The working of Pipe mode is similar to the working of Uniform mode except that in the MPLS2IP condition, the EXP value of the top-most label is not copied as the IP Precedence value of the IP packet. This mode is used if the QoS implemented by the SP is required to be independent of the customer's QoS policy. In Pipe mode, the IP Precedence of the underlying IP packet is unchanged. The IP packet IP Precedence is not copied onto the MPLS EXP value in the IP2MPLS condition. The IP packet PHB or QoS implementation on the router as the packet undergoes an MPLS2IP condition is based on the EXP value of the label on the egress LSR. During label disposition, the egress LSR maintains a copy of the EXP value in memory as the qos-group value of the packet. This QoS group value is then used to define the PHB on the egress LSR. Figure 13-7 illustrates the operation of Pipe mode.
Figure 13-7. Pipe Mode Implementation'
In comparison to Uniform mode, when implementing Pipe mode, as shown in Figure 13-7, PE1-AS1 does not copy the ingress label EXP value onto the egress IP packet's IP Precedence value. However, the queuing characteristics of the labeled packet on PE1-AS1 still depend on the ingress label EXP value that is copied onto the qos-group value. This implementation is used when the SP would like to implement the PHB based on the QoS policy implementation in the SP core versus the customer's QoS policy when forwarding data to the attached CE routers. Hence, the QoS PHB of the same packet in the IP and the MPLS domain are independent of one another.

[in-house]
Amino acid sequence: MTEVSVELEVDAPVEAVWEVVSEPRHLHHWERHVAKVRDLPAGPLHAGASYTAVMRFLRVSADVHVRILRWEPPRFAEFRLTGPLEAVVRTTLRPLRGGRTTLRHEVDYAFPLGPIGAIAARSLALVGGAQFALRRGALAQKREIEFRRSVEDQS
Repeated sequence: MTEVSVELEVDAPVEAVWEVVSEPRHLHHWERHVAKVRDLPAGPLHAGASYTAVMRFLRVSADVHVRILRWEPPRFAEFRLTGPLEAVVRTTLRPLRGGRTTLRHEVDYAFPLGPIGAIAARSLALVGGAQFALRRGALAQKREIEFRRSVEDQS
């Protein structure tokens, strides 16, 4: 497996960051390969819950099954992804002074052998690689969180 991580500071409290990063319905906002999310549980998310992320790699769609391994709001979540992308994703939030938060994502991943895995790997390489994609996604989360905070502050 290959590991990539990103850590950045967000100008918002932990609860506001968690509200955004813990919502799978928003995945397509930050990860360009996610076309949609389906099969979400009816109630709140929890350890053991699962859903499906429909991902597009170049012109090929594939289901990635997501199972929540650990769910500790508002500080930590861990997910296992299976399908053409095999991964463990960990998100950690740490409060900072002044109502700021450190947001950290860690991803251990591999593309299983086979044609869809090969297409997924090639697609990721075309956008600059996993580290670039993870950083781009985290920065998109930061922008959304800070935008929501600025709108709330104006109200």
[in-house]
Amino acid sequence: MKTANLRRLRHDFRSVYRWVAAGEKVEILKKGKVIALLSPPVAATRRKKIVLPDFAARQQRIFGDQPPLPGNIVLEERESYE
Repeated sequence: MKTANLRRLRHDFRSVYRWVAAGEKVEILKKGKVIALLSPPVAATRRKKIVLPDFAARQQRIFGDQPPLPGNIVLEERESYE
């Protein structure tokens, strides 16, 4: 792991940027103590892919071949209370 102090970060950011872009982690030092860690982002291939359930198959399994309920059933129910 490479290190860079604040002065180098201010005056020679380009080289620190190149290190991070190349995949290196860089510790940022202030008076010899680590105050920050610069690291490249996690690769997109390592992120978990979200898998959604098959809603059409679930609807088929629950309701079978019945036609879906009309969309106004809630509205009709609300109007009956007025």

Short Pipe Mode
In Short Pipe mode, the difference occurs on egress from the MPLS to the IP domain (MPLS2IP condition). In Short Pipe mode, the packet's PHB is not associated to the ingress labeled packet's EXP value but only on the underlying IP packet's IP Precedence/DSCP value. The egress LSR does not maintain a copy of the ingress labeled packet's EXP value in the qos-group variable, which can be used to identify the egress PHB of the IP packet. This procedure is implemented when the QoS associated with the packet needs to conform to the customer's QoS policy.
Long Pipe Mode